Sympathetic friends or family can be a great help. Many find it easier to leave with another person or knowing they have a friend or relative who would welcome them into their home, at least for a time. People leaving groups need physical and psychological space to re-establish their identity and social networks. In the context of cults and sectarian groups, these are most often peer groups of other former members.
Beliefs are messy and complicated. The same individual may present their belief system differently in special social contexts. This is normal. Expressions of belief are both performative and contextual. It is important to take aspects of religious worldviews seriously and literally.
But it is also important to leave room for an individual’s interpretations to change. If an individual becomes defined by a specific presentation of the ideology, she may feel pushed to defend it. Commitment to a specific credo may become more rather than less extreme when it is challenged directly.
While beliefs can certainly justify extreme behaviour, they do not necessarily lead to action.
It is far better to avoid backing people into conceptual corners or defining them by expressed beliefs. While beliefs can certainly justify extreme behaviour, they do not necessarily lead to action. It is important to separate out behaviour from beliefs. Behavioural indicators, including how ideas are expressed, are likely be more indicative of potential for violence, and danger to society, than the general ideological affiliation in itself.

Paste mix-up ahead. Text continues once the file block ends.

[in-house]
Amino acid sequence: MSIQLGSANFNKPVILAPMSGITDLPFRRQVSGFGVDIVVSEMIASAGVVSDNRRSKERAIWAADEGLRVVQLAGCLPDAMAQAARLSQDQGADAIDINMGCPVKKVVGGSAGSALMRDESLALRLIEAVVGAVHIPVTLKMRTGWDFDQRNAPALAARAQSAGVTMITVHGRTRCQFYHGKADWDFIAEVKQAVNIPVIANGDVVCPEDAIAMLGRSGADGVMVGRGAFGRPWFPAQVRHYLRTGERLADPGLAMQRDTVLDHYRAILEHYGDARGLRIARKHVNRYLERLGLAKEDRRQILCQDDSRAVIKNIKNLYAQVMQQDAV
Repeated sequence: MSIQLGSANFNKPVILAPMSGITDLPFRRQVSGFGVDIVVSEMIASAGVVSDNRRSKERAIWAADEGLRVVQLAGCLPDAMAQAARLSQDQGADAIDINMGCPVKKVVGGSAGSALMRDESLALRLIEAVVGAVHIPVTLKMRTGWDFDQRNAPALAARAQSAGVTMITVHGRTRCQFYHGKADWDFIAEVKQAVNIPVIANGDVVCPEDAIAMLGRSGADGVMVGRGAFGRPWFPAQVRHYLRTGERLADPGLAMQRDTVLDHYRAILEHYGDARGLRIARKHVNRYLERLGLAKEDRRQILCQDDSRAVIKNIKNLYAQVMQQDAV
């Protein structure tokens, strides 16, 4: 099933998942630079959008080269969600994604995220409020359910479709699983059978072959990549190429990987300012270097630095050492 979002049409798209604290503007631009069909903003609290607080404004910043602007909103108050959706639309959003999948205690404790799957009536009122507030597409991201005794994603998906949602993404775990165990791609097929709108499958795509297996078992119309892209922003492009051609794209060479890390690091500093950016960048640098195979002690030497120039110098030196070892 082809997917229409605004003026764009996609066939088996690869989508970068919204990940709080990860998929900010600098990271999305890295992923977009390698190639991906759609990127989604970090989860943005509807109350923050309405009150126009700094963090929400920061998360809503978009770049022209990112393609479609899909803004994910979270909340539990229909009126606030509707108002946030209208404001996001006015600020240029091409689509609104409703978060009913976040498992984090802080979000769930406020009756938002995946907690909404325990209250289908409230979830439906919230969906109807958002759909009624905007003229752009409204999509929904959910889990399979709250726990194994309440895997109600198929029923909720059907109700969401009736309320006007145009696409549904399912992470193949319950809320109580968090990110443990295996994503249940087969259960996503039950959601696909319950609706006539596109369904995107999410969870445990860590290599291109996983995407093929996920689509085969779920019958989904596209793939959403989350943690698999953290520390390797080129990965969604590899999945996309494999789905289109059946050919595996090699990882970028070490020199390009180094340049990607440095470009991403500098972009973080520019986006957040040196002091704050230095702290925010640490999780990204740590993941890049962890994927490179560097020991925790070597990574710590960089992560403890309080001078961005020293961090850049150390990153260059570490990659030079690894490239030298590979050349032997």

Dr Suzanne Newcombe is a Lecturer in Religious Studies and a Research Fellow at Inform, based at the London School of Economics. Inform was founded in 1988 to empower decision-making and prevent the harm that can arise from misinformation about minority religions, sects, and related movements. It has 30 years experience in this field, acting as a bridge between academics, current and former members of cults, their friends and family, law enforcement, mainstream churches and government. Its database includes over 5,000 different groups and affiliated organisations.
This article appeared in issue 7 of CREST Security Review. You can read or download the original article here.